I guess just the essence of who I was at the time that I recorded the music. And I can also hear that in the vocal takes, which is why on all but two of the songs I asked the singers to write the lyrics. That way each singer injected their own experience, emotions and personality into the words and performance. It is personal to them so they embedded their own essence into the songs. For me, that is what makes the album special. I can feel the emotion behind the words and music.
How long has it been in the making? With the array of talent who have added to the wealth of skill on Circle Of Fire one imagines it was time consuming in a good way.
The process started about 6 years ago, but realistically the album as you hear it now was done in the last two, two and a half years. I’d found everybody except Pete Newdeck probably four years ago, but there were other events that took place which delayed my finishing the album – I moved house and build my studio, Sacred Sound, I went on tour with Eden’s Curse, I was involved in lots of side projects which took up my attention and time. Eventually I decided to drop everything and just focus on finishing the album. The album was completed when it was supposed to be though. If it had been finished even a year earlier then it wouldn’t have been nearly as good as it turned out. Everything synchronised when it was meant to.
People you recruited to help out included the likes of Pete Newdeck, Carsten Schultz, Andreas Novak, Tim Wallace, and Mike Rotella. Other than Newdeck Eden’s Curse, were these particular people you already knew and why did you wish these great musicians to add their skill to your music?
I was introduced to Carsten and Andreas when I was working with Eden’s Curse bassist, Paul Logue. He’d heard some of my tracks and wrote the lyrics and he recommended Carsten for the vocals on a couple of them. I’d been listening to Evidence One for about a year before and was really into them so I jumped at the chance to have Carsten sing. He has that perfect growling rock voice! Andreas I met through working with Paul as well. Andreas was singing on the project that I was recording guitars for. He has such an incredible and emotive voice. I love listening to his singing. The project didn’t come to fruition, but I kept in touch with Andreas and I asked him if he would sing on another project that I was doing with Mike Rotella. Andreas said that he would, but as his schedule was very busy and progress was slow, I decided that it would be better to drop that and just focus on ‘Circle of Fire’. We’d already been working on the song ‘Test of Time’ so I decided to put that one in the album. ‘Hell Is The Place’ was another song that was part of that endeavour with Andreas and Mike and I really wanted the opportunity to work with Mike so I asked him to do the solo on ‘Hell Is The Place’. Mike and I have known each other for many years now. We met as a result of our mutual admiration for George Lynch. He’s an amazing guitar player. His solo is actually just the scratch ideas that he sent me to check he was on the right track! I was like, are you kidding dude? This solo fits perfectly! Tim and I have been friends for a long time also. He has a really punchy and ballsy delivery. Again, I wanted to work with him for a long time and this was the perfect opportunity so I asked him if he wanted to write some lyrics, and ‘Harm’s Length’ is what he came up with. Just in yer face bang! It is beautiful! And I asked him to sing on ‘The Dragon’, which I wrote the lyrics to.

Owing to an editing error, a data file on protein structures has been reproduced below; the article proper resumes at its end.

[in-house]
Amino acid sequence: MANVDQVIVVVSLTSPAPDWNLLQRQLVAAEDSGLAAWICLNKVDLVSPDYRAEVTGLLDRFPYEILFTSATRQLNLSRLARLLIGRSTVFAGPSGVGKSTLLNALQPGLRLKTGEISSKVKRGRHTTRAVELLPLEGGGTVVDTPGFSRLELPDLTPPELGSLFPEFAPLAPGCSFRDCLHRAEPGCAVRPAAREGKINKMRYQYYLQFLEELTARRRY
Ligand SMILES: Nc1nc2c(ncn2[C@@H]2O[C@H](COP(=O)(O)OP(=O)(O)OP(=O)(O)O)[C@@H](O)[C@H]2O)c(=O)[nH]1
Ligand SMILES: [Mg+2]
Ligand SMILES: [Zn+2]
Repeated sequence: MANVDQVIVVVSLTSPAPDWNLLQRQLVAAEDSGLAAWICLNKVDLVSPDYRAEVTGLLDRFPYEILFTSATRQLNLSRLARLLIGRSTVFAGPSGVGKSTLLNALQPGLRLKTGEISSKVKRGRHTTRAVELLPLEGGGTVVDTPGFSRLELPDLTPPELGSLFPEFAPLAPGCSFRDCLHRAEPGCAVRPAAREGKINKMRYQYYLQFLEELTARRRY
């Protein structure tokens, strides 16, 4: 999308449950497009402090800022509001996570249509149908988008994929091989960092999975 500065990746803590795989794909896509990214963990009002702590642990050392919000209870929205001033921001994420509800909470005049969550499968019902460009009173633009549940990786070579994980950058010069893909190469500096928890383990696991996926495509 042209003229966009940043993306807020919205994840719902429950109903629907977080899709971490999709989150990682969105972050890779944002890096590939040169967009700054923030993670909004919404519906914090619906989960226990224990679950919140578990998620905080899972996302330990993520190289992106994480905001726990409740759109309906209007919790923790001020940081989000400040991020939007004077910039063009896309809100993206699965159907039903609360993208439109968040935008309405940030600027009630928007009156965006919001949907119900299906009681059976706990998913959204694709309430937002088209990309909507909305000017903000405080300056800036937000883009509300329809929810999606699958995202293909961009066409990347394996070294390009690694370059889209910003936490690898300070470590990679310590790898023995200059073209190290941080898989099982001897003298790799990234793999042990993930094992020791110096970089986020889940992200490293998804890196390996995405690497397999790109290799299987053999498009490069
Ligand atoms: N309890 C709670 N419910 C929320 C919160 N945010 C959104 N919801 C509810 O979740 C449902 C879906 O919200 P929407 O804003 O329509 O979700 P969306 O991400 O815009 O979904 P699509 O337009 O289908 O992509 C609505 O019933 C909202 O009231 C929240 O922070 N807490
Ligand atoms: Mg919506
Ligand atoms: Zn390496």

Going back to George Lynch and the song When Angels Cry he plays on, the track seems a natural palate for him to explore did you write it with him in mind from the start?
I didn’t have George in mind when I wrote it. That one just happened. I was playing around with a new guitar that Vengeance Guitars had built for me. It has a heavy maple body and the neck is wrapped in carbon fibre, and it has this really edgy sound and crisp delivery. I’d been playing with some keyboard sounds and had written and laid down the piano part in the song and then I was just noodling on the guitar and came up with the main riff, which sounded great. Different from what I usually write. That’s one of the first songs that I penned the lyrics to as well. Once it was done though and I was thinking about which song to send to George, that one just seemed perfect. He would have sounded great on any of the others but that one was different and knowing George I realised that ‘When Angels Cry’ would be the one that he’d really enjoy working on. He’s done the whole hard rock and metal thing for years, and I know he still loves doing that, but the really special stuff comes out when he’s playing to something a little off reservation, and that is what happened with this song.